The role of the State in the urban development of Budapest


  • Krisztina Keresztély


Budapest, urban development, economic transformation, central government, decentralisation, urban management, public intervention


What is the effect of globalisation on nation states? Will they ‘disappear’? To what extent will national governments lose influence in the face of ever more influen¬tial supranational organisations? Will nation states remain the basic units of the world political and economic structures and will central governments keep their traditional decision-making powers? Although nation states have maintained themselves, one nonetheless observers a fundamental weakening of their position. They have lost the ‘monopoly’ of decision-making power in the political and eco¬nomic arenas: ‘while the nation state is far from being finished, there is a good reason to doubt that states hold the monopoly of power within the politics of glob-alisation. The end of the monopolistic position of central governments generates new methods of public intervention, which strengthens the role of differ¬ent types of public/private co-operation. These reflect the restructuring of public intervention and public investment in the urban development of metropolitan areas. While globalisation has a weakening effect on nation states and on their central governments, it has a strengthening effect on the development of large urban areas. Large cities serve as headquarters for global (multinational) enterprises, become the nodes of global economic processes, and accommodate new urban functions and urban hierarchies. How do the new international (global) roles of capital cities influence their po¬sition against the central government? At the beginning of the 1990s, in Budapest, the combined effects of political transition and of globalisation fundamentally changed the status of the capital within the nation state. This transformation reflected the lack of economic, political and social stability that emerged in the wake of political transition. The aim of our study is to analyse how the traditional role of the central state has been transformed in the urban development of Budapest. In section one, the new and reinforced central position of the capital and its effects on the general political atmosphere will be considered. In section two, the retreat of the state from the fields of urban management and policy-making (administration, taxation) will be described. In the final section, new forms of state investment and intervention in urban development will be analysed on the basis of two case studies of important, state-initiated urban projects in Budapest.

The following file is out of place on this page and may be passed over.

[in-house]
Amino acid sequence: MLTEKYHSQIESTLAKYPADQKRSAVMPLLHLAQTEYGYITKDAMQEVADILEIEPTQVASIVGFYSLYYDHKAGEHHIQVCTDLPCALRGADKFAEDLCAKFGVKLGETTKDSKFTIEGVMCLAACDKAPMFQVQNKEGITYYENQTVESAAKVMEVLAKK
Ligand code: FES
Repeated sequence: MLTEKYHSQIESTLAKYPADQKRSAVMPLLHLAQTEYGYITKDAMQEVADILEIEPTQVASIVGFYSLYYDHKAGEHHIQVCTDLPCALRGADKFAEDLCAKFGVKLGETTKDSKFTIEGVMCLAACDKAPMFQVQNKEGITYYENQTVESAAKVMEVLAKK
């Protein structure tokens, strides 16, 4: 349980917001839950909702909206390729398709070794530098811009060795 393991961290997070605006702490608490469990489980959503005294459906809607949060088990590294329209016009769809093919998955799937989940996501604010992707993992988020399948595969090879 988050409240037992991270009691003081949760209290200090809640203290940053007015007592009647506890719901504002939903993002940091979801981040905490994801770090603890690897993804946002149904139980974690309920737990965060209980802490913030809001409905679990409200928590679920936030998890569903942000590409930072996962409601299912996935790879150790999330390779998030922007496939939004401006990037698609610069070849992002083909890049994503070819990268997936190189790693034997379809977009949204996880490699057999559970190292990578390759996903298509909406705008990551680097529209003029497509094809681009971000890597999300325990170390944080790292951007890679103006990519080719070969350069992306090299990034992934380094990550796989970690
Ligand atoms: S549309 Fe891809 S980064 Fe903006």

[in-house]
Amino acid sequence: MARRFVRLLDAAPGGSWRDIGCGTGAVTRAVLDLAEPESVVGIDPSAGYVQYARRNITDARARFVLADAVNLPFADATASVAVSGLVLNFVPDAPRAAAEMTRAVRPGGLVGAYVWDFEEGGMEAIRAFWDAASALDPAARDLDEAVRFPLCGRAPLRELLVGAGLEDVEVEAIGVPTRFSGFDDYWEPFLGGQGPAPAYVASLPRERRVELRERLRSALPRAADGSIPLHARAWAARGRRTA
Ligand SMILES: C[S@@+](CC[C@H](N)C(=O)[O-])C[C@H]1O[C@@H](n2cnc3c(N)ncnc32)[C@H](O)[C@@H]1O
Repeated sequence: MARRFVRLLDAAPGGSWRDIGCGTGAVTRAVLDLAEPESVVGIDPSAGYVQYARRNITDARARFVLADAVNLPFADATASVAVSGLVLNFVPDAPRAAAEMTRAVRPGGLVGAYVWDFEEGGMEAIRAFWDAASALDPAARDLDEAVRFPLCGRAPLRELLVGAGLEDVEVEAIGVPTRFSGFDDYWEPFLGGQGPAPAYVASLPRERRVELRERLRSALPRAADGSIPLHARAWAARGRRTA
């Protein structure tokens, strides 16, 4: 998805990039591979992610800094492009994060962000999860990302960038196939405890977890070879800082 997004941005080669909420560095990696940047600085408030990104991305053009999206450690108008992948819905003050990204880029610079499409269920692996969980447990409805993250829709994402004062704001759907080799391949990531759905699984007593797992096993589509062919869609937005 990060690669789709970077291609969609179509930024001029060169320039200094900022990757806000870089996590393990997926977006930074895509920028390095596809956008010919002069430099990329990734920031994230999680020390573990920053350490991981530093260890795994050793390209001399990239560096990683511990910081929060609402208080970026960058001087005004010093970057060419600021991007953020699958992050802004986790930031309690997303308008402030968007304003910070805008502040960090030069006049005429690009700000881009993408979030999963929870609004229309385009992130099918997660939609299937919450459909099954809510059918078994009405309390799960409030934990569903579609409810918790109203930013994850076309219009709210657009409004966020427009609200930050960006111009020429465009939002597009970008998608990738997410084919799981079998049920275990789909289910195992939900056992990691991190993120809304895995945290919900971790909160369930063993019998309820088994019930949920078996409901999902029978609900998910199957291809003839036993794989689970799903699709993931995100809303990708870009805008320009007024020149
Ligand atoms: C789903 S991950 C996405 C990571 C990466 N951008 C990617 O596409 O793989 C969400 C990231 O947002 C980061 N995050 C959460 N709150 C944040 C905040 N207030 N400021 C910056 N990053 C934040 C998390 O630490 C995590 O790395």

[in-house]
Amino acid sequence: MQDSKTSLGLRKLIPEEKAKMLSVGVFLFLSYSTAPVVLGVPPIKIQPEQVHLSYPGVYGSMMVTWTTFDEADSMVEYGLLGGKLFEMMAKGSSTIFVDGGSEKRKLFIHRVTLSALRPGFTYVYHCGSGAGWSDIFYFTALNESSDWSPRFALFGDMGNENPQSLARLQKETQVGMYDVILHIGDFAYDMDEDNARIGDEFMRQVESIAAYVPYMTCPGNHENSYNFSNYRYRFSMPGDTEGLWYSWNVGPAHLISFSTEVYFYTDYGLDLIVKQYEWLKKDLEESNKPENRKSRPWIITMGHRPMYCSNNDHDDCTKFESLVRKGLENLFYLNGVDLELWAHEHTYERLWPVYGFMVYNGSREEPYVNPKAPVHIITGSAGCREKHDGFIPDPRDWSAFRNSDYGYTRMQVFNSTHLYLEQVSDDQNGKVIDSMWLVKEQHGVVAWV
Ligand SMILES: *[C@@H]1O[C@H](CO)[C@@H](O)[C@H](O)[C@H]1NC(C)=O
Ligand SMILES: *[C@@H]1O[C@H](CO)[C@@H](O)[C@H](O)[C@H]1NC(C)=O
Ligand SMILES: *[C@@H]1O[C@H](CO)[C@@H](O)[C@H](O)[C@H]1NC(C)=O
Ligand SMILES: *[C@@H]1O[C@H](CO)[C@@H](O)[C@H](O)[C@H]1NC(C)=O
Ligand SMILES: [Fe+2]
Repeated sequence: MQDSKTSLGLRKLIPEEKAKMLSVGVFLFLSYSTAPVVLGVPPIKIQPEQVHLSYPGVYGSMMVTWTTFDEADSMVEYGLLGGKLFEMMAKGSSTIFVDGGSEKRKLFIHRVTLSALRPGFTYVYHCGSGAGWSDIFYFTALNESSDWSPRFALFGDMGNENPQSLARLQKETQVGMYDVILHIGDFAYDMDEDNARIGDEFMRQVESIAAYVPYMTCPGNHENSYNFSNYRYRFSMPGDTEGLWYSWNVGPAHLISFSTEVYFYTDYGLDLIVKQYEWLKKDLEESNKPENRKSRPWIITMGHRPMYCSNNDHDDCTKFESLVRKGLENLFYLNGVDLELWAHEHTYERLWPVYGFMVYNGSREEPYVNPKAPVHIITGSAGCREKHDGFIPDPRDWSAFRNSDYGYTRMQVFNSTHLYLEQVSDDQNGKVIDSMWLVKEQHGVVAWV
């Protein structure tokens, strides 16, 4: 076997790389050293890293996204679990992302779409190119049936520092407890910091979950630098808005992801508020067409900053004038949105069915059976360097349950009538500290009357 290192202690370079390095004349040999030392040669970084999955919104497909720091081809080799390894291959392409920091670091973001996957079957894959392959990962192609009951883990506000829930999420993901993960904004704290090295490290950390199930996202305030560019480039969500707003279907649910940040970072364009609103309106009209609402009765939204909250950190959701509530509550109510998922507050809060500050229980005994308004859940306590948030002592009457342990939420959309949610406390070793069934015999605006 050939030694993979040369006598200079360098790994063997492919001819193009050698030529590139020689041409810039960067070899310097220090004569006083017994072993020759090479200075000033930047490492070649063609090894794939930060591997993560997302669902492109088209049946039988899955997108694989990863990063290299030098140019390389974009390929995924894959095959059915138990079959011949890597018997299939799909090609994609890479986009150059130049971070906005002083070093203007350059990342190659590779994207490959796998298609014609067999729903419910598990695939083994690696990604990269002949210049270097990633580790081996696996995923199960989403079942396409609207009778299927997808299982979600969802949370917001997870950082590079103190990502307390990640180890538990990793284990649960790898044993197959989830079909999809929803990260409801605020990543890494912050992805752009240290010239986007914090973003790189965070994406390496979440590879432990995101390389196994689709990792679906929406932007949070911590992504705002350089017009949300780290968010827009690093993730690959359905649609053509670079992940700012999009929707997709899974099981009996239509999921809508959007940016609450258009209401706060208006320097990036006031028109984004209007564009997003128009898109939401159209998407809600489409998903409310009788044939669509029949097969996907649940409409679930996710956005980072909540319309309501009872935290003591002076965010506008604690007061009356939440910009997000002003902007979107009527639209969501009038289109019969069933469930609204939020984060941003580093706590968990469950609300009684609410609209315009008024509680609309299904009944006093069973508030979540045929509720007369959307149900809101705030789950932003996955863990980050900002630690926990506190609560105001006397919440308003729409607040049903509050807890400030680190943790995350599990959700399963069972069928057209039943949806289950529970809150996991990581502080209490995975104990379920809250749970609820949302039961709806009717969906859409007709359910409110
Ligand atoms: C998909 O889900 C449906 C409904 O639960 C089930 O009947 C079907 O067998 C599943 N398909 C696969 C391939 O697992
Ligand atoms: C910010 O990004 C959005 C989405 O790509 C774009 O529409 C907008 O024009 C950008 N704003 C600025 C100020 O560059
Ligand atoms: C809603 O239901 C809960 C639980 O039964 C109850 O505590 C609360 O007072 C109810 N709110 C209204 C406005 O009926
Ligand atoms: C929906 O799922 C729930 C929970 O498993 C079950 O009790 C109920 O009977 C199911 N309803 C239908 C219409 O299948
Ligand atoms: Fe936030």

How to Cite

Keresztély, K. (2012). The role of the State in the urban development of Budapest. Discussion Papers, (39), 4–49. Retrieved from